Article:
Kerry Says Pentagon Report on Mental Illness Among Troops is a Wakeup Call
Senator John Kerry issued the following statement today, after the Department of Defense released a new report on the mental health of the military.
"The fact that 38 percent of the men and women returning from Iraq show signs of psychological symptoms should be a red flashing light that we need to do more to help these men and women," Senator Kerry said. "As we saw with the neglect at Walter Reed, it's the lack of proactive initiative by this administration that brought us here. Many of these soldiers have already had their jobs or families disrupted by deployment, and this report shows us that thousands may also be suffering in silence because of the stigma surrounding mental illness. Our troops give our country their brave service, and we owe them the very best care when they come home - including healing all the wounds of war - even those that might not be visible. I intend to work closely with my colleagues to address the recommendations in this report and to pressure the White House to make sure that we have sufficient funds to care for any of the soldiers who need our help."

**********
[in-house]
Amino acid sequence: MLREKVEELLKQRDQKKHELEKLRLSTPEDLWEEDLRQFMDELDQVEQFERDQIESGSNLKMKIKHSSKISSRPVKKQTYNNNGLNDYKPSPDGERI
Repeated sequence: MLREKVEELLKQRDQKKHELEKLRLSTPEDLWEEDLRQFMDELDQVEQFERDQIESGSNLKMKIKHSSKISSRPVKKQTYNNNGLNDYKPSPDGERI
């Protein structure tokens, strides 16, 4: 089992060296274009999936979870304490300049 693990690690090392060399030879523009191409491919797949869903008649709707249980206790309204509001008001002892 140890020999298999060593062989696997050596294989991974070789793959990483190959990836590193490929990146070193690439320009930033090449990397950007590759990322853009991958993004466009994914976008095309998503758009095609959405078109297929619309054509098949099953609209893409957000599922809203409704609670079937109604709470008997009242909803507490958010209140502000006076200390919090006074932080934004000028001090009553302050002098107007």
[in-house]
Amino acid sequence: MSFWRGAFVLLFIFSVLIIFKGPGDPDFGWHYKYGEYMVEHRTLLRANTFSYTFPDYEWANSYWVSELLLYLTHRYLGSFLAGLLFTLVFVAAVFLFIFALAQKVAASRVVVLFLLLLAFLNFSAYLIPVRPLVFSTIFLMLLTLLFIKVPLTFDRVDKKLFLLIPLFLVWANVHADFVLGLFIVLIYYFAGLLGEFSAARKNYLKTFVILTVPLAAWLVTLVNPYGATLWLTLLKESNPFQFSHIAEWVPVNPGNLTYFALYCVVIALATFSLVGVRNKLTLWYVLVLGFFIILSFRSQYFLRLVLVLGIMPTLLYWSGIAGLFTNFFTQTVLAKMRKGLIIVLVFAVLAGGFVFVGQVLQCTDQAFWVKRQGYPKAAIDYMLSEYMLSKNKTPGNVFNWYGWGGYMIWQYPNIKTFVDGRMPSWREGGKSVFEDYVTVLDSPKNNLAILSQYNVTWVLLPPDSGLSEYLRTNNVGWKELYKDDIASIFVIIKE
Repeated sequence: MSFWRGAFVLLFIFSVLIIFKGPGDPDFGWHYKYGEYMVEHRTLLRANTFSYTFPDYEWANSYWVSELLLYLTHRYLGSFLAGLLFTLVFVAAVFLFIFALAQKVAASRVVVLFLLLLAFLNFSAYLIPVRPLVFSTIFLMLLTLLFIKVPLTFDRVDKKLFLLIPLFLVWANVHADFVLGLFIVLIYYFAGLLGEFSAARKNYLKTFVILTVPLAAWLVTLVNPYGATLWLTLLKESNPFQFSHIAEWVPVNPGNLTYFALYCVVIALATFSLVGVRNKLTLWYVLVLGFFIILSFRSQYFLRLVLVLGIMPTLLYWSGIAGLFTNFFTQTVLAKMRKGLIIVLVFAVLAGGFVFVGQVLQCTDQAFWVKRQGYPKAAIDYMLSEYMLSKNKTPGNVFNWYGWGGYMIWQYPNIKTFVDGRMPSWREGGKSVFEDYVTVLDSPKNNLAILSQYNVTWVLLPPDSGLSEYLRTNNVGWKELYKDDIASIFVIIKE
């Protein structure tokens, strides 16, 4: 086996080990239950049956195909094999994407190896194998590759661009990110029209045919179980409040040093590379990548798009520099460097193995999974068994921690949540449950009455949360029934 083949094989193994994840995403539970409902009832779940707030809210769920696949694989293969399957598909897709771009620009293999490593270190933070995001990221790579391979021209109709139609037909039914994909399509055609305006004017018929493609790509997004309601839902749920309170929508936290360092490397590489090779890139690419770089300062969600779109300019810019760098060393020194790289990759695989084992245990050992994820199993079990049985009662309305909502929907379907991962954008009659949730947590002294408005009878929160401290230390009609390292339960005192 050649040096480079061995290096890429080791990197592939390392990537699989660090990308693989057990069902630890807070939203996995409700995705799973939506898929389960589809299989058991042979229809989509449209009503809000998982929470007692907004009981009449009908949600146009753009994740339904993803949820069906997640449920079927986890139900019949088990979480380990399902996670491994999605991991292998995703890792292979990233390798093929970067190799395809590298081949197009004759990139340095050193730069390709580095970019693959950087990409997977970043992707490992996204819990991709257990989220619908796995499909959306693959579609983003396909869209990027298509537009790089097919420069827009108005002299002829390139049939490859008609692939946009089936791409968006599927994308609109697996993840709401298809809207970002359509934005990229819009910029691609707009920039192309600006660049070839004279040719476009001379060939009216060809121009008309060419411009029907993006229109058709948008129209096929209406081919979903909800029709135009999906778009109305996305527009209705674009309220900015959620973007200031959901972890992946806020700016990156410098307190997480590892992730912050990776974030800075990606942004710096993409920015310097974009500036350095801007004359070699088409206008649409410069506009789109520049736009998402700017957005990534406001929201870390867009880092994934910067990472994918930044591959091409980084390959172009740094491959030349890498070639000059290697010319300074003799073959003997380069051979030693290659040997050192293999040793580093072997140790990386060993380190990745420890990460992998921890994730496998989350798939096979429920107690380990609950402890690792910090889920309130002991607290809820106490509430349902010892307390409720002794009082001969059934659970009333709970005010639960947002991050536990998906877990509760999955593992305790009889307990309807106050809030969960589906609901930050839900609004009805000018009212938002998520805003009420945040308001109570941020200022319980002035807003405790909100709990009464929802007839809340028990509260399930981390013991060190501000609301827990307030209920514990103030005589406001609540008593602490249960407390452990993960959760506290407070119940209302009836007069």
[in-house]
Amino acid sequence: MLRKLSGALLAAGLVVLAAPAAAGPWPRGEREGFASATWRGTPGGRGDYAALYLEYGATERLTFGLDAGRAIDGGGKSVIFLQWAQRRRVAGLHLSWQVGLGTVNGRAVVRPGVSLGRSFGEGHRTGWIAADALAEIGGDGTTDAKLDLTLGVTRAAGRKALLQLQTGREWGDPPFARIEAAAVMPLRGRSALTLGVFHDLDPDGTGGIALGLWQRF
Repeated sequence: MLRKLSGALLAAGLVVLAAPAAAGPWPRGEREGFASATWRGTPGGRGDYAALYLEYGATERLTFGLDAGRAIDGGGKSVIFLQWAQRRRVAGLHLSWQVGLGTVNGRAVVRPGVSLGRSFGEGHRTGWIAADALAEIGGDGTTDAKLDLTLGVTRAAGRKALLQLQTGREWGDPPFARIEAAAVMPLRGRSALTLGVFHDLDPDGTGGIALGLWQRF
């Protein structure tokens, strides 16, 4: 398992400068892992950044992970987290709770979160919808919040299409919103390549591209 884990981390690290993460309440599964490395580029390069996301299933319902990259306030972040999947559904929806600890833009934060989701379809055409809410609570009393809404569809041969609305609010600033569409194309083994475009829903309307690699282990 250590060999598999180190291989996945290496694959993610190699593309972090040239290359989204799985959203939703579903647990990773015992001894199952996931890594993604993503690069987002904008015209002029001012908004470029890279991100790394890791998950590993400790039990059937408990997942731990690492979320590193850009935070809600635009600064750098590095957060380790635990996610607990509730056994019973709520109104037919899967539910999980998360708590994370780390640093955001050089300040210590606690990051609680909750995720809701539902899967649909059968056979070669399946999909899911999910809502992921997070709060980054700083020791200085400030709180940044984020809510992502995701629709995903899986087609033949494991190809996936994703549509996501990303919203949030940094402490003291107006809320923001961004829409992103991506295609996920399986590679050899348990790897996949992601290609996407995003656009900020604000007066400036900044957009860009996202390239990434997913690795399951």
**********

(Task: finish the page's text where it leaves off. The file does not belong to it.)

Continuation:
Among the key findings of the report:
* Mental health care stigma remains pervasive and is a significant barrier to care.
*Mental health professionals are not sufficiently accessible to service members and their families.
* There are significant gaps in the continuum of care for psychological health.
*The military system does not have enough resources, funding or personnel to adequately support the psychological health of service members and their families in peace and during conflict.